Monday, 25 October 2010

Trace of Nothingness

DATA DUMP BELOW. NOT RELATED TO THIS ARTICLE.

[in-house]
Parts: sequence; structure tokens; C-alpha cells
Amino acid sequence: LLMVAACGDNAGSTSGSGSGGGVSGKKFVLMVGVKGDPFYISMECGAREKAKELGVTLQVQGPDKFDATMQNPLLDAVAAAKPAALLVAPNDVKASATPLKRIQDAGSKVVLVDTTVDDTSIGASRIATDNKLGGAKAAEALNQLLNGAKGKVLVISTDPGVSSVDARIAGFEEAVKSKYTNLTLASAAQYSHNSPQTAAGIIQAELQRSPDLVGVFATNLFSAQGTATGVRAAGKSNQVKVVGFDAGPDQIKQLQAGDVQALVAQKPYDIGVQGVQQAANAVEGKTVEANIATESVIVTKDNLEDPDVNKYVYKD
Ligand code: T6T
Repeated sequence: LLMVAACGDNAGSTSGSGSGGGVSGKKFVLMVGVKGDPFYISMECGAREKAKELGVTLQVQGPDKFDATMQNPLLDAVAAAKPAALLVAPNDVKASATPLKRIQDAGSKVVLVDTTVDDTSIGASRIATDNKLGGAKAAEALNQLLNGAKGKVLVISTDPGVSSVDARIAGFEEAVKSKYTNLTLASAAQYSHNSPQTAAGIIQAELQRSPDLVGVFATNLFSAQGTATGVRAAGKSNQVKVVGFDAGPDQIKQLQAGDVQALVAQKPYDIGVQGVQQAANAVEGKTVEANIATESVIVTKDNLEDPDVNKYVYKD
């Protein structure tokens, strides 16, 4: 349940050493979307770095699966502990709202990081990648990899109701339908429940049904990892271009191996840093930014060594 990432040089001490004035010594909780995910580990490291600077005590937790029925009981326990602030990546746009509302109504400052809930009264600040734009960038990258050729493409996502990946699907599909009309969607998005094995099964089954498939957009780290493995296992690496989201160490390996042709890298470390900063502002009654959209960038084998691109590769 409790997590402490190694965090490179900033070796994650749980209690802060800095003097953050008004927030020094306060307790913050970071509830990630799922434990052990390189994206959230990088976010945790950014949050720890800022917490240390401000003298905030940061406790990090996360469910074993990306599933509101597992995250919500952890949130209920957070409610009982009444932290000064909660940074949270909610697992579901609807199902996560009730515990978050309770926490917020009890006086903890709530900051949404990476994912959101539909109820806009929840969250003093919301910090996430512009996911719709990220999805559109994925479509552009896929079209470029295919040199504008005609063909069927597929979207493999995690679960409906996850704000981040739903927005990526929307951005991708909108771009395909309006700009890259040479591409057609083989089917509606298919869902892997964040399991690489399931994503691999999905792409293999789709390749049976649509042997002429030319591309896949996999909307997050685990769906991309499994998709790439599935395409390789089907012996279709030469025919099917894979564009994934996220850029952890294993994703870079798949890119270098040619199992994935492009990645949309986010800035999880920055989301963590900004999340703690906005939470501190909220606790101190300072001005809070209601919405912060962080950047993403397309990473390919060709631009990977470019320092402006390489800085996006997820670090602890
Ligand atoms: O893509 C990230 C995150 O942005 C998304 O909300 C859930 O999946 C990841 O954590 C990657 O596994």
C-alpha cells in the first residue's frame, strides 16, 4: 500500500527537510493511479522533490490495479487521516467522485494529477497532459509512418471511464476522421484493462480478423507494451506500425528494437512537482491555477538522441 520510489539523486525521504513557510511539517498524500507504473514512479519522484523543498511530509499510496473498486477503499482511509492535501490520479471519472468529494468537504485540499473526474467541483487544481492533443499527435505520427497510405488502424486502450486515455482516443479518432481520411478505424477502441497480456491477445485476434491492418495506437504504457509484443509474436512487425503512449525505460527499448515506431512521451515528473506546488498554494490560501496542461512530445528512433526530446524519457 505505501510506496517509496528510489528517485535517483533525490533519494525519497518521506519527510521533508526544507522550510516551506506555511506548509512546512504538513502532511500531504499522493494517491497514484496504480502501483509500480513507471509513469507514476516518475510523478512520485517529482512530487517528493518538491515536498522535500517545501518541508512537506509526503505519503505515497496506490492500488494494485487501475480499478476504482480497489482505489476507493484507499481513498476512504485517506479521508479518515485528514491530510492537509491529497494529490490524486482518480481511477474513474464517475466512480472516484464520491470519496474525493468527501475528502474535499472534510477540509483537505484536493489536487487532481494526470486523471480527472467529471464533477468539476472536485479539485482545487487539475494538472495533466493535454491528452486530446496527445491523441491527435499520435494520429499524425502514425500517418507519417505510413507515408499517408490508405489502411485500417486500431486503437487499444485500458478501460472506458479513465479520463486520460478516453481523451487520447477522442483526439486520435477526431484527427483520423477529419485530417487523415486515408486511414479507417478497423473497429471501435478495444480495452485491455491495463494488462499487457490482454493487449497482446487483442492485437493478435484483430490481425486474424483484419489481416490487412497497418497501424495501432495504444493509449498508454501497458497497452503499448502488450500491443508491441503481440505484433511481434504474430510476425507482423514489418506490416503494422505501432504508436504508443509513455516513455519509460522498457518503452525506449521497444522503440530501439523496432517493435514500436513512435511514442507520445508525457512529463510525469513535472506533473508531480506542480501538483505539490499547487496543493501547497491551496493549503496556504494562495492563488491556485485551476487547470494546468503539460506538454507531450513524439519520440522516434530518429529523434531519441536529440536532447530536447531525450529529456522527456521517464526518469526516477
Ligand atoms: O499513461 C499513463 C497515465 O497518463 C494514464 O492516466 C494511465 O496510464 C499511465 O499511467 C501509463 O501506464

''As dusk approaches in the hinterlands, a traveler ponders shelter for the night. He notices tall rushes growing everywhere, so he bundles an armful together as they stand in a field, and knots them at the top. Presto, a living grass hut. The next morning before embarking on another day's journey, he unknots the rushes and presto, the hut de-constructs, disappears, and becomes a virtually indistinguishable part of the larger field of rushes once again. The original wilderness seems to be restored, but minute traces of the shelter still remain. A slight twist or bend in a reed here and there. There is also the memory of the hut in the mind of the traveler - and the mind of the reader reading this description. Wabi-sabi, in its purest, most idealized form is precisely about these delicate traces, this faint evidence, at the borders of nothingness'' - Leonard Koren (1994)

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